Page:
Monday, August 14, 2006

All the con of the fair

Have you ever been to a fairground as a child and tried one of those games where you pay £3 for three balls or three hoops and you have to throw them over various prizes or knock down cans or whatever. The point of these games is that you can NEVER win. You might if you practiced for like, a year in your own home. But the average punter will never be able to knock down all the cans with the balls in just three goes. They're the sort of games that give fairground people a bad name. Well, the digital equivalent of that has just gone on the air. And now you can get suckered without leaving your home and traipsing round a muddy field.

Suddenly, late night tv has been taken over with these horrible "quizzes". I caught 20 minutes of one on Friday and instantly felt sick. A Tanya Turner clone, with eyes so cold and glazed over that she could have easily stood in as an extra on Zombie Dawn of the Dead, kept up a stream of inane babble only previously seen on QVC and other shopping channels. A kind of simplified cross-word was shown on the screen, and the Tanya Figure needed to know the missing word. You had to phone in with your answers. The winner got some money, the amount of which seemed to get larger every few minutes, yet was also vaguely indeterminate. "Can I have a 5 minute count-down?" shouted the Tanya Figure. Inexplicably, a count-down appeared, accompanied with frantic, tick-tock music that got faster and faster, always accelerating towards a conclusion, an insane monetary orgasm that was never going to come. I started to feel panicky and breathless as the music wound me up "Phone in now!" squawked the Tanya Figure. "This isn't my show! It's yours. We want to give you the money, but you have to phone in!"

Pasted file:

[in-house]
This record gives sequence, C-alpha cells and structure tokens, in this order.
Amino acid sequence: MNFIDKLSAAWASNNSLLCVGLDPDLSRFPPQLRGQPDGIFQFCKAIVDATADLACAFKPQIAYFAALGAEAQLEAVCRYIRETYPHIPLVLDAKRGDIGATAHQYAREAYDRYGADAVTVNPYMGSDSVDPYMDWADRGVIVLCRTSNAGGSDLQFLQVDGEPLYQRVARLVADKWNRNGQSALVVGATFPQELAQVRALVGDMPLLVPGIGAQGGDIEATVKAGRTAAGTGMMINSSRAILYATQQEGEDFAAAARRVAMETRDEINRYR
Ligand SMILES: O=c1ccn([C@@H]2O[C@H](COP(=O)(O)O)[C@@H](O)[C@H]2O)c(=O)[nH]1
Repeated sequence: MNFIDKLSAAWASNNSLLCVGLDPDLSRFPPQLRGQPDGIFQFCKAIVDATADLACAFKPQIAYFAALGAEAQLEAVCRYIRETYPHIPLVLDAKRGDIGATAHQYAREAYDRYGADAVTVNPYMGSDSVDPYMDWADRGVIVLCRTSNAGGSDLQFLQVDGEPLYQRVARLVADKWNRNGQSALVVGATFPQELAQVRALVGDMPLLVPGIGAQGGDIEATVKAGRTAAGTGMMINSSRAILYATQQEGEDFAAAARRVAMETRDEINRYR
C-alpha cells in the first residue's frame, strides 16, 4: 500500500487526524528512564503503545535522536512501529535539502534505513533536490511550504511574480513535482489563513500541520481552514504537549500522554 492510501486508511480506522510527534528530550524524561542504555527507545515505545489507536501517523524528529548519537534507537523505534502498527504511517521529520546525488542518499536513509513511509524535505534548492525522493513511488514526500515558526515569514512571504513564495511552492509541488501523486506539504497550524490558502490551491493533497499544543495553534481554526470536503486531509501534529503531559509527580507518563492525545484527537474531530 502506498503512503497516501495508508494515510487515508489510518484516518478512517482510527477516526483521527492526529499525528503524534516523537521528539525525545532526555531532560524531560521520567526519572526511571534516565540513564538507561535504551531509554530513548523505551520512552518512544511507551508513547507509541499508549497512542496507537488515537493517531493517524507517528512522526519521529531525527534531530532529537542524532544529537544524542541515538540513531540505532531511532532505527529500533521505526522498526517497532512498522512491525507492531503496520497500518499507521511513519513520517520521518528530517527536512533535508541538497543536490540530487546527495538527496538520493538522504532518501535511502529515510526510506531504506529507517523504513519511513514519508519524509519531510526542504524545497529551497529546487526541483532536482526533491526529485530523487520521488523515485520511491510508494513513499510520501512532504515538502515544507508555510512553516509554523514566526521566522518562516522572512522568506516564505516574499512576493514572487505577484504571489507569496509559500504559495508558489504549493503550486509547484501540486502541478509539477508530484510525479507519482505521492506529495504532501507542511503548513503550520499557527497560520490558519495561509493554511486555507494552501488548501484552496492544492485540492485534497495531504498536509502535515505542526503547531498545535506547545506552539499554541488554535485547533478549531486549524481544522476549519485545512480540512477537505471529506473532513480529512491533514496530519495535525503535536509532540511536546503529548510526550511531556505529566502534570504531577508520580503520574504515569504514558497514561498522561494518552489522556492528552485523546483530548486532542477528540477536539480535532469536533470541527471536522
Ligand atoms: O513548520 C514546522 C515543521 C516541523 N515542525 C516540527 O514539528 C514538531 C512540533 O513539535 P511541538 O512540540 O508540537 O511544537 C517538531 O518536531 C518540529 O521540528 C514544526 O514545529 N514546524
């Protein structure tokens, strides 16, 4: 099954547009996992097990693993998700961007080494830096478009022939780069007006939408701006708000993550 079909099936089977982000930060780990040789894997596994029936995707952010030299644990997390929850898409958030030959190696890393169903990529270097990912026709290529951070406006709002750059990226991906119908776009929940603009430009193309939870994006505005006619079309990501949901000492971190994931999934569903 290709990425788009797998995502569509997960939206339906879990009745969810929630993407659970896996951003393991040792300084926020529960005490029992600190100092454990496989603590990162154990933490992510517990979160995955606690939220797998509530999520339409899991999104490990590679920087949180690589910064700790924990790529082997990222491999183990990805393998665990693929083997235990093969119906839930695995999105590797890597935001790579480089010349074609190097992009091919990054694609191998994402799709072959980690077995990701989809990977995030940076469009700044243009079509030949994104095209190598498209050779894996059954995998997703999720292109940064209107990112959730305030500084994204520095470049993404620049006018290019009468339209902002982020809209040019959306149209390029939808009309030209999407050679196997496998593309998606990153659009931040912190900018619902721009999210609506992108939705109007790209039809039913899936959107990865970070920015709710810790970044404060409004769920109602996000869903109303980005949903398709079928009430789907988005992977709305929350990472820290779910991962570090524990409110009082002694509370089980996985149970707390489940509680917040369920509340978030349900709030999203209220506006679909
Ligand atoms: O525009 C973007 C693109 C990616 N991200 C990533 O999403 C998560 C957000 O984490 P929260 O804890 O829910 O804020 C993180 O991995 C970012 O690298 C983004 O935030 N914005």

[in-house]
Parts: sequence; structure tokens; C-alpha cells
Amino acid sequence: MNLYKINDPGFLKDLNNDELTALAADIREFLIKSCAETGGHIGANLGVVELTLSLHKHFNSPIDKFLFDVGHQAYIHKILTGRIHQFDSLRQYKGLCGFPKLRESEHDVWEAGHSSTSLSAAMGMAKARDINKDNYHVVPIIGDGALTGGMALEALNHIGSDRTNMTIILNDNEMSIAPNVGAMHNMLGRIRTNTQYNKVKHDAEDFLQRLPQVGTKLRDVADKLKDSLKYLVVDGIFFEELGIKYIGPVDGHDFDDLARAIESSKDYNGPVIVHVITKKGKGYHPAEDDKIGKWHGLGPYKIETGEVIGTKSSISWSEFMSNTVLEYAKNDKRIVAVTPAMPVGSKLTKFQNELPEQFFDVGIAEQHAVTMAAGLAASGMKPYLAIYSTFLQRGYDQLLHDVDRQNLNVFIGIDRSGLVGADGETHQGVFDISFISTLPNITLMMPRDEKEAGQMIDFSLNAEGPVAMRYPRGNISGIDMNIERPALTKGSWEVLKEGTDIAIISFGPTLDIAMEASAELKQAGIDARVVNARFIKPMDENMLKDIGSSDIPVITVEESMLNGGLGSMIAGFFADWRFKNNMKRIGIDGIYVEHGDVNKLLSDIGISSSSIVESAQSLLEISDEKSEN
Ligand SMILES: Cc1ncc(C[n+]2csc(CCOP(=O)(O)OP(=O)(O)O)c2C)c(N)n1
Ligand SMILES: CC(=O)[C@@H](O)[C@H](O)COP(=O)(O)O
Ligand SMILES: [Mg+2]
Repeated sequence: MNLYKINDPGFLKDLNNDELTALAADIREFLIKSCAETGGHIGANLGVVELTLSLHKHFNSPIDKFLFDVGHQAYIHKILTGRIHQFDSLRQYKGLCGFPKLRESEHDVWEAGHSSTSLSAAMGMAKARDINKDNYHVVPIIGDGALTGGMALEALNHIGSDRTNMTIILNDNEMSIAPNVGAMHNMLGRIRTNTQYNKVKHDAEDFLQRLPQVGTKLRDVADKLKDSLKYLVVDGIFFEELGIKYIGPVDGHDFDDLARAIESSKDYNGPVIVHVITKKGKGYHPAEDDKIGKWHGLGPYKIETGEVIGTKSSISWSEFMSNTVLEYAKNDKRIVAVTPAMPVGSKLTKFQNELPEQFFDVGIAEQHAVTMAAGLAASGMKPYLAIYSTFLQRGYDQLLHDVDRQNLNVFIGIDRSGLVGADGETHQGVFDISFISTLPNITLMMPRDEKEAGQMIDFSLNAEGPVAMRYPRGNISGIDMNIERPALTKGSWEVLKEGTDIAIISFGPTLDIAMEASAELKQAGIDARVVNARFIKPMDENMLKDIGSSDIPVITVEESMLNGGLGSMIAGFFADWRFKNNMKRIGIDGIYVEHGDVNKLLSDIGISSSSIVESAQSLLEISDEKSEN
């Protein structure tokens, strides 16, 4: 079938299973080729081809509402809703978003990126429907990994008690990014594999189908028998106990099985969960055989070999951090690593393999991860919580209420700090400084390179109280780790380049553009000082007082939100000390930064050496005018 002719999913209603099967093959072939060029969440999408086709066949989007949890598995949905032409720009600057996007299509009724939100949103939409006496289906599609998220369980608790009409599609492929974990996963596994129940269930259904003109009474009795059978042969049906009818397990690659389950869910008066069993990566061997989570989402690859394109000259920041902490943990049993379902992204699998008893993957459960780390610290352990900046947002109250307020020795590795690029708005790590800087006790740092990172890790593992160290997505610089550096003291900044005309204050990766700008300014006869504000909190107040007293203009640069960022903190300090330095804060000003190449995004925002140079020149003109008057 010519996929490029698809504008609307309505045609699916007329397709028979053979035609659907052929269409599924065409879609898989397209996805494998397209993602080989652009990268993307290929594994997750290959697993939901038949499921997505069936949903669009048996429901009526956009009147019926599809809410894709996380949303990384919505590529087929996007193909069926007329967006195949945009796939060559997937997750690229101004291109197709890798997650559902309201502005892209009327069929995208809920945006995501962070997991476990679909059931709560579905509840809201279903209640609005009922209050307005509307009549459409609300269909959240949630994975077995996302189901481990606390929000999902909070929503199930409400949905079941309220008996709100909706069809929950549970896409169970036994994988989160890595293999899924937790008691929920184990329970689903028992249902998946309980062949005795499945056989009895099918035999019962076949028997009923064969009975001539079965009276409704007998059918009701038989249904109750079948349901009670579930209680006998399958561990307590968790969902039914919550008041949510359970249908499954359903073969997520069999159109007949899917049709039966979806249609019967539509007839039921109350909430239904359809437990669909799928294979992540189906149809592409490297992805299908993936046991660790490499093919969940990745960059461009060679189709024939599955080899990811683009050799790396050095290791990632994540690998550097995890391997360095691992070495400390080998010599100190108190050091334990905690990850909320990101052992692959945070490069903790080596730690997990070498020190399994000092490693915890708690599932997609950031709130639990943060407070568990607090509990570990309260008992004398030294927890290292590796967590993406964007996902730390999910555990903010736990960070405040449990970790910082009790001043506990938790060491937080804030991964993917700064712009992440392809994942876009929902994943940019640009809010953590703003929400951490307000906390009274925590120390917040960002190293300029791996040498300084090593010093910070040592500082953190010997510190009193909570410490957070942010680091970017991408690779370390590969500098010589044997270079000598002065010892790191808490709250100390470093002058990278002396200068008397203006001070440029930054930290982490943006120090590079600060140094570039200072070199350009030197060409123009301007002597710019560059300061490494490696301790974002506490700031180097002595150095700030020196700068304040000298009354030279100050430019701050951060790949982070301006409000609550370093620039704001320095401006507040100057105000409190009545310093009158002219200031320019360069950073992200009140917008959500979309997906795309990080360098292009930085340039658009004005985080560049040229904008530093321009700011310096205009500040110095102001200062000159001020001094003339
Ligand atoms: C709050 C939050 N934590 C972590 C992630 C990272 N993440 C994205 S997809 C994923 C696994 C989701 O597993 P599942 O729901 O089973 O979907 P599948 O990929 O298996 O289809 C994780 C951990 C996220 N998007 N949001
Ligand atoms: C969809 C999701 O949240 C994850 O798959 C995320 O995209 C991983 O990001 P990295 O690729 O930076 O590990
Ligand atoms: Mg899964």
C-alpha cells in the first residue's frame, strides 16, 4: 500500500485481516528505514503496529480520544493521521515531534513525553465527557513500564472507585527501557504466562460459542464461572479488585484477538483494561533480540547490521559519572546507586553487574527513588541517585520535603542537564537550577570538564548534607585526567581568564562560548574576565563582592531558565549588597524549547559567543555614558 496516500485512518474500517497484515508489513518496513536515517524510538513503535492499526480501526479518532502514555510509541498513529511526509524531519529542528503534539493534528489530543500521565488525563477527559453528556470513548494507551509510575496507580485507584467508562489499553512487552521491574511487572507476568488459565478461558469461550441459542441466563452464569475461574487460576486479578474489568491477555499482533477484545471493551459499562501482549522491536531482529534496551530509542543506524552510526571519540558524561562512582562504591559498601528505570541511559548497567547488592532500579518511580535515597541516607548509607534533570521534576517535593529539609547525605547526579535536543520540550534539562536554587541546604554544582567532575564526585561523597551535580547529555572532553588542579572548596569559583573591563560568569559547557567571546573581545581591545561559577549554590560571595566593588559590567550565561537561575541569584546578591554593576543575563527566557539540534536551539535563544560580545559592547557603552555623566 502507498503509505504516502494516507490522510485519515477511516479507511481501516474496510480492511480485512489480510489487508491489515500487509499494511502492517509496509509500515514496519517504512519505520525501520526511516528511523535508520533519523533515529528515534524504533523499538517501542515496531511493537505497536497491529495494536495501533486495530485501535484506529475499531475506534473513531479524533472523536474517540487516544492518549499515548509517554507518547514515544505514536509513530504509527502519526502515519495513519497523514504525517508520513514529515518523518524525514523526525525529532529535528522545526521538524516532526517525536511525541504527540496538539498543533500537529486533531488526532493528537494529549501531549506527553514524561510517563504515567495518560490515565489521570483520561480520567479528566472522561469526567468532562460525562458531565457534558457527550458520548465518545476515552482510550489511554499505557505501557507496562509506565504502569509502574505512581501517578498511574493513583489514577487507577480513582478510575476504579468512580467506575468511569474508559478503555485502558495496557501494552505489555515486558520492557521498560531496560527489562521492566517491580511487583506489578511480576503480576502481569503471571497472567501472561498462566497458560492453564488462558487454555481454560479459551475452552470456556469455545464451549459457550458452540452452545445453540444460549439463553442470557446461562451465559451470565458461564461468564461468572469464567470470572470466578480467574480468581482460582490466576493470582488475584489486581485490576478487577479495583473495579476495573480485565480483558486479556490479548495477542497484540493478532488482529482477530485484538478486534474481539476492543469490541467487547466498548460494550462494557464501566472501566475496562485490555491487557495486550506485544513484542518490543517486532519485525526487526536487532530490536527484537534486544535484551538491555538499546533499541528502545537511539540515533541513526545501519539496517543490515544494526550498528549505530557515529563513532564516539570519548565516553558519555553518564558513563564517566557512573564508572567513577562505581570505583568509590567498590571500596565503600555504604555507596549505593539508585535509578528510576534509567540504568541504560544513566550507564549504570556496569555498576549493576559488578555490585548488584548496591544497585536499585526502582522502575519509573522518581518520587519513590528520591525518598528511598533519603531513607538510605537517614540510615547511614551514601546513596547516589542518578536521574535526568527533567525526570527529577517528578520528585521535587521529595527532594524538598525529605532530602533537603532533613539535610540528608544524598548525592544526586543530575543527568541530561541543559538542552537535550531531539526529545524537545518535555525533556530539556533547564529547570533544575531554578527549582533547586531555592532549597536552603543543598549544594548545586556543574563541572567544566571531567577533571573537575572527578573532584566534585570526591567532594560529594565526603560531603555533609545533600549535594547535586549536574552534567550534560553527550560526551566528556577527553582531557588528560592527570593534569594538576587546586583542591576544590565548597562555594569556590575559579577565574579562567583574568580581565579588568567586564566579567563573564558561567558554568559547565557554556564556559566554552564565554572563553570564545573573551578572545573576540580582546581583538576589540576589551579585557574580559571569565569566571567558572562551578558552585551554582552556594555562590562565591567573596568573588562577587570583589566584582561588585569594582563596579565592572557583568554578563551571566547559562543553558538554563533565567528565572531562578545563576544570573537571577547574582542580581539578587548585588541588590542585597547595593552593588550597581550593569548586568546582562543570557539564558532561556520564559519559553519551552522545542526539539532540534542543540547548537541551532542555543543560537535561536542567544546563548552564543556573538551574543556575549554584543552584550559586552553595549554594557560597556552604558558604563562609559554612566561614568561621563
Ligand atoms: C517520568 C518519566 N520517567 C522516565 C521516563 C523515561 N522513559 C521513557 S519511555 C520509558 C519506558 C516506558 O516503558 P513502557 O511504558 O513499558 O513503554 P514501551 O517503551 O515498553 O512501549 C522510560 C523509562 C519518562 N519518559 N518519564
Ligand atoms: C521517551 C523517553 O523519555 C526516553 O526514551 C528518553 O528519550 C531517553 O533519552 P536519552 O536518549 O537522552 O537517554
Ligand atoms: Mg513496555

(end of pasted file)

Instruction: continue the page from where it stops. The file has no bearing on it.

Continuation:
Suddenly, the phone started ringing. Some saddo offered an answer. "No babe!" smiled Tanya, looking sad for a milisecond. Another and another phoned. One "lucky" person got through a couple of times. "It's a good time to phone in!" Tanya advised.

Every answer was wrong. Some of them were obviously wrong, as in, they could never be right in a month of Sundays and the cretins who offered them clearly needed to be taken out of society and put in a remedial educational facility. But a lot of the answers were possibly correct. That was the point of the game. There wasn't just one right answer, there were potentially hundreds. And let's just guess here, that the correct answer is basically the last possibility when all of the others have been exhausted and hundreds of pounds worth of phone calls have been made on the equally correct, but "wrong" ones. I didn't stay around to see whether someone won, but I'm guessing that when eventually a person did win, it turned out to be some stooge, standing slightly off-camera in the studio. Possibly the person who supplies Tanya with cocaine - because you can't humanly remain that hyperactive for that length of time without some sort of chemical pick-me-up. And then the whole thing would start again. They might let someone real win, like once in every 20 games, but it all seemed like the most despicable con.

I wish we could return to the innocent days of late night tv, when blonde, over-heated human Barbie dolls would incite drunken, masturbating loser men to phone in so they would flash their tits for half a second. At least that was a fair exchange.


matty said...

I can almost hear The San Antonio Stroll playing somewhere in the background as Chrissy and Jack prat fall over Janet and tacky whicker furnishings!

Deano said...

A sad mate of mine with too much time on his hands had a go at winning one of these phone ins. He's just recieved his reply from Ofcom who re-assaured him they are investigating these shows.

jetpack said...

I quite like those late night shows. They're quite comforting in their banality, and I'm ashamed to say I did phone a few times (but I wouldn't now, honest). I do wonder about the people that send in emails and photos saying how much they love the programme and that they watch it every night till 4am.

Tom SF said...

I have phoned in before - as far as I can tell, thereare two random selection procedures before getting on air and so your chances of speaking to the studio are something like 100 to 1.